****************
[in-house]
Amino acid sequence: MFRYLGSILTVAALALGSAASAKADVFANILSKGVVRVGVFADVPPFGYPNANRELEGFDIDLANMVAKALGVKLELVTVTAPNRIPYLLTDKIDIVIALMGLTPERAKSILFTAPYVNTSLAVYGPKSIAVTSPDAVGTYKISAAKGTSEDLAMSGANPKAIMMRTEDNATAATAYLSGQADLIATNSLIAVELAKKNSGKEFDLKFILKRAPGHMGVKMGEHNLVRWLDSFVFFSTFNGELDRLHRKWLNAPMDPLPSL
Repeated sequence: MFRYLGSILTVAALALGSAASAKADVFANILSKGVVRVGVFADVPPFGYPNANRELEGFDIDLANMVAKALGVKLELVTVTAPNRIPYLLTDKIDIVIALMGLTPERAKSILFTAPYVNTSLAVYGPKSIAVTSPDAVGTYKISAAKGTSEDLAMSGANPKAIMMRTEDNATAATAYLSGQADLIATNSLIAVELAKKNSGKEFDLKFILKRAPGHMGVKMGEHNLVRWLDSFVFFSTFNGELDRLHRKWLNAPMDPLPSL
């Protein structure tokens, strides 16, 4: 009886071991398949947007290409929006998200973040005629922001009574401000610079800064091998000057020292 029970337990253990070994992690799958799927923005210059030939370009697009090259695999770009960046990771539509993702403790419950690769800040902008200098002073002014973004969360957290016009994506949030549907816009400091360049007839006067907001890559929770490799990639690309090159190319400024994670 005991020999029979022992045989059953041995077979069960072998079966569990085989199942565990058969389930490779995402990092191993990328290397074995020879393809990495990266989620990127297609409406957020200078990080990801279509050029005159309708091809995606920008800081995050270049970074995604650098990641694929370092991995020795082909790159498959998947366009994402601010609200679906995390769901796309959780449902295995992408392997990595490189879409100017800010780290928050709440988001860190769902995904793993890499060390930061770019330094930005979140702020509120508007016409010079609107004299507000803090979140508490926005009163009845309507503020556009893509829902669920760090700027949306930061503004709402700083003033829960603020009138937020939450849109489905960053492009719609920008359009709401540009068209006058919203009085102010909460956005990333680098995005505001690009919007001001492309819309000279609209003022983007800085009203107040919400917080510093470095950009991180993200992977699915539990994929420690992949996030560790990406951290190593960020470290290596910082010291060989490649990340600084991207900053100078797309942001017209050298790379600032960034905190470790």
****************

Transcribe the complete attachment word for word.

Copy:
[in-house]
Amino acid sequence: MFRYLGSILTVAALALGSAASAKADVFANILSKGVVRVGVFADVPPFGYPNANRELEGFDIDLANMVAKALGVKLELVTVTAPNRIPYLLTDKIDIVIALMGLTPERAKSILFTAPYVNTSLAVYGPKSIAVTSPDAVGTYKISAAKGTSEDLAMSGANPKAIMMRTEDNATAATAYLSGQADLIATNSLIAVELAKKNSGKEFDLKFILKRAPGHMGVKMGEHNLVRWLDSFVFFSTFNGELDRLHRKWLNAPMDPLPSL
Repeated sequence: MFRYLGSILTVAALALGSAASAKADVFANILSKGVVRVGVFADVPPFGYPNANRELEGFDIDLANMVAKALGVKLELVTVTAPNRIPYLLTDKIDIVIALMGLTPERAKSILFTAPYVNTSLAVYGPKSIAVTSPDAVGTYKISAAKGTSEDLAMSGANPKAIMMRTEDNATAATAYLSGQADLIATNSLIAVELAKKNSGKEFDLKFILKRAPGHMGVKMGEHNLVRWLDSFVFFSTFNGELDRLHRKWLNAPMDPLPSL
């Protein structure tokens, strides 16, 4: 009886071991398949947007290409929006998200973040005629922001009574401000610079800064091998000057020292 029970337990253990070994992690799958799927923005210059030939370009697009090259695999770009960046990771539509993702403790419950690769800040902008200098002073002014973004969360957290016009994506949030549907816009400091360049007839006067907001890559929770490799990639690309090159190319400024994670 005991020999029979022992045989059953041995077979069960072998079966569990085989199942565990058969389930490779995402990092191993990328290397074995020879393809990495990266989620990127297609409406957020200078990080990801279509050029005159309708091809995606920008800081995050270049970074995604650098990641694929370092991995020795082909790159498959998947366009994402601010609200679906995390769901796309959780449902295995992408392997990595490189879409100017800010780290928050709440988001860190769902995904793993890499060390930061770019330094930005979140702020509120508007016409010079609107004299507000803090979140508490926005009163009845309507503020556009893509829902669920760090700027949306930061503004709402700083003033829960603020009138937020939450849109489905960053492009719609920008359009709401540009068209006058919203009085102010909460956005990333680098995005505001690009919007001001492309819309000279609209003022983007800085009203107040919400917080510093470095950009991180993200992977699915539990994929420690992949996030560790990406951290190593960020470290290596910082010291060989490649990340600084991207900053100078797309942001017209050298790379600032960034905190470790």